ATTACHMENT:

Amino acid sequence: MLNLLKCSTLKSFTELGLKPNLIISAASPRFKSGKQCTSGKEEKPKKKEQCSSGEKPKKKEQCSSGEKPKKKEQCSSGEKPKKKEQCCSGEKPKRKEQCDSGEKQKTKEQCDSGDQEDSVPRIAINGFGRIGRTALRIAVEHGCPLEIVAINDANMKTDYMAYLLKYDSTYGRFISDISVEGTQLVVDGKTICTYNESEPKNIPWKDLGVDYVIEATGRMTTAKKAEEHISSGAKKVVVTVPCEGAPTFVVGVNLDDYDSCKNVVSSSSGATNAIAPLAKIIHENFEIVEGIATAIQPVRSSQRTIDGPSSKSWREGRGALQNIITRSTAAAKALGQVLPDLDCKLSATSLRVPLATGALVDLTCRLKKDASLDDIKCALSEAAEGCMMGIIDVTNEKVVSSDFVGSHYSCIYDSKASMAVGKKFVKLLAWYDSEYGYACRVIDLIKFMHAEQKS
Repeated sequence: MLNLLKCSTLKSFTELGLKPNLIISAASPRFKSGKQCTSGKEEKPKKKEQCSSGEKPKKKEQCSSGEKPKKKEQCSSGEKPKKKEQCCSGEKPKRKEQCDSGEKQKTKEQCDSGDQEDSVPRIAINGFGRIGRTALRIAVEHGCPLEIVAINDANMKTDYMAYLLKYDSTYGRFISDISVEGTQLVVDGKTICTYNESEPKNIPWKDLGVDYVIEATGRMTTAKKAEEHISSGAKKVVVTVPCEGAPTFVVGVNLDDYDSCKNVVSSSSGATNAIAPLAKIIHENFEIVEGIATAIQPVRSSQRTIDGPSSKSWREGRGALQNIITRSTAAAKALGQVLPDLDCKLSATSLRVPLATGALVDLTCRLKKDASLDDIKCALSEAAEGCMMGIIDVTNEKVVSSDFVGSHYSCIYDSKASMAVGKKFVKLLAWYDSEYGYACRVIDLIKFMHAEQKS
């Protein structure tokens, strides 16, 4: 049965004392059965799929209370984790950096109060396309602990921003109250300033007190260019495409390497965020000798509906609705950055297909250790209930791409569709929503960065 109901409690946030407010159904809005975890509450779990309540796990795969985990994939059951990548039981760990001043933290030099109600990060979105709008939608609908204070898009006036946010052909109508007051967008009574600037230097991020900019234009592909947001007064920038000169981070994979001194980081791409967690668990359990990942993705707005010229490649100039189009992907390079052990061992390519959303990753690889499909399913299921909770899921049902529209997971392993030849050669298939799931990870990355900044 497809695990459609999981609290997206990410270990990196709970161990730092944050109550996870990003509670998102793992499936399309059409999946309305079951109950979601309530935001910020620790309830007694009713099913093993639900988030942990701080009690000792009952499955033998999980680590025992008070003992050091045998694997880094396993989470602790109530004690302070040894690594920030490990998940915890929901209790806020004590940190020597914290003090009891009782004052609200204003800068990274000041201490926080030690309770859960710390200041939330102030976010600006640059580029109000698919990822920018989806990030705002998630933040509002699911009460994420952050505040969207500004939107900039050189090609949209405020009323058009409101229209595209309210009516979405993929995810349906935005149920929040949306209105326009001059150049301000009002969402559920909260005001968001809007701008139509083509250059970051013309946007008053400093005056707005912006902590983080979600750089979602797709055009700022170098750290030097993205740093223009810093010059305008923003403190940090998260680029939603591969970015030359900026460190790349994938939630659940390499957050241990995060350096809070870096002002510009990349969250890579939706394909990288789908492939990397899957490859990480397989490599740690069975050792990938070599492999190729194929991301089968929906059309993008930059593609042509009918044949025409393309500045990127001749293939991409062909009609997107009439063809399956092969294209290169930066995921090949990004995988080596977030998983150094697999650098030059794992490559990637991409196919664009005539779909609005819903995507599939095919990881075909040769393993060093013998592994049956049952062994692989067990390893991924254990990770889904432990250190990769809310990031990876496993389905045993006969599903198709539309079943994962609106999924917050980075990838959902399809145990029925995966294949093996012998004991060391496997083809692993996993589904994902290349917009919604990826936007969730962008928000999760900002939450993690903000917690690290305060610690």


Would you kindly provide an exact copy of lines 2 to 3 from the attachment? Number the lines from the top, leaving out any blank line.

Repeated sequence: MLNLLKCSTLKSFTELGLKPNLIISAASPRFKSGKQCTSGKEEKPKKKEQCSSGEKPKKKEQCSSGEKPKKKEQCSSGEKPKKKEQCCSGEKPKRKEQCDSGEKQKTKEQCDSGDQEDSVPRIAINGFGRIGRTALRIAVEHGCPLEIVAINDANMKTDYMAYLLKYDSTYGRFISDISVEGTQLVVDGKTICTYNESEPKNIPWKDLGVDYVIEATGRMTTAKKAEEHISSGAKKVVVTVPCEGAPTFVVGVNLDDYDSCKNVVSSSSGATNAIAPLAKIIHENFEIVEGIATAIQPVRSSQRTIDGPSSKSWREGRGALQNIITRSTAAAKALGQVLPDLDCKLSATSLRVPLATGALVDLTCRLKKDASLDDIKCALSEAAEGCMMGIIDVTNEKVVSSDFVGSHYSCIYDSKASMAVGKKFVKLLAWYDSEYGYACRVIDLIKFMHAEQKS
């Protein structure tokens, strides 16, 4: 049965004392059965799929209370984790950096109060396309602990921003109250300033007190260019495409390497965020000798509906609705950055297909250790209930791409569709929503960065 109901409690946030407010159904809005975890509450779990309540796990795969985990994939059951990548039981760990001043933290030099109600990060979105709008939608609908204070898009006036946010052909109508007051967008009574600037230097991020900019234009592909947001007064920038000169981070994979001194980081791409967690668990359990990942993705707005010229490649100039189009992907390079052990061992390519959303990753690889499909399913299921909770899921049902529209997971392993030849050669298939799931990870990355900044 497809695990459609999981609290997206990410270990990196709970161990730092944050109550996870990003509670998102793992499936399309059409999946309305079951109950979601309530935001910020620790309830007694009713099913093993639900988030942990701080009690000792009952499955033998999980680590025992008070003992050091045998694997880094396993989470602790109530004690302070040894690594920030490990998940915890929901209790806020004590940190020597914290003090009891009782004052609200204003800068990274000041201490926080030690309770859960710390200041939330102030976010600006640059580029109000698919990822920018989806990030705002998630933040509002699911009460994420952050505040969207500004939107900039050189090609949209405020009323058009409101229209595209309210009516979405993929995810349906935005149920929040949306209105326009001059150049301000009002969402559920909260005001968001809007701008139509083509250059970051013309946007008053400093005056707005912006902590983080979600750089979602797709055009700022170098750290030097993205740093223009810093010059305008923003403190940090998260680029939603591969970015030359900026460190790349994938939630659940390499957050241990995060350096809070870096002002510009990349969250890579939706394909990288789908492939990397899957490859990480397989490599740690069975050792990938070599492999190729194929991301089968929906059309993008930059593609042509009918044949025409393309500045990127001749293939991409062909009609997107009439063809399956092969294209290169930066995921090949990004995988080596977030998983150094697999650098030059794992490559990637991409196919664009005539779909609005819903995507599939095919990881075909040769393993060093013998592994049956049952062994692989067990390893991924254990990770889904432990250190990769809310990031990876496993389905045993006969599903198709539309079943994962609106999924917050980075990838959902399809145990029925995966294949093996012998004991060391496997083809692993996993589904994902290349917009919604990826936007969730962008928000999760900002939450993690903000917690690290305060610690």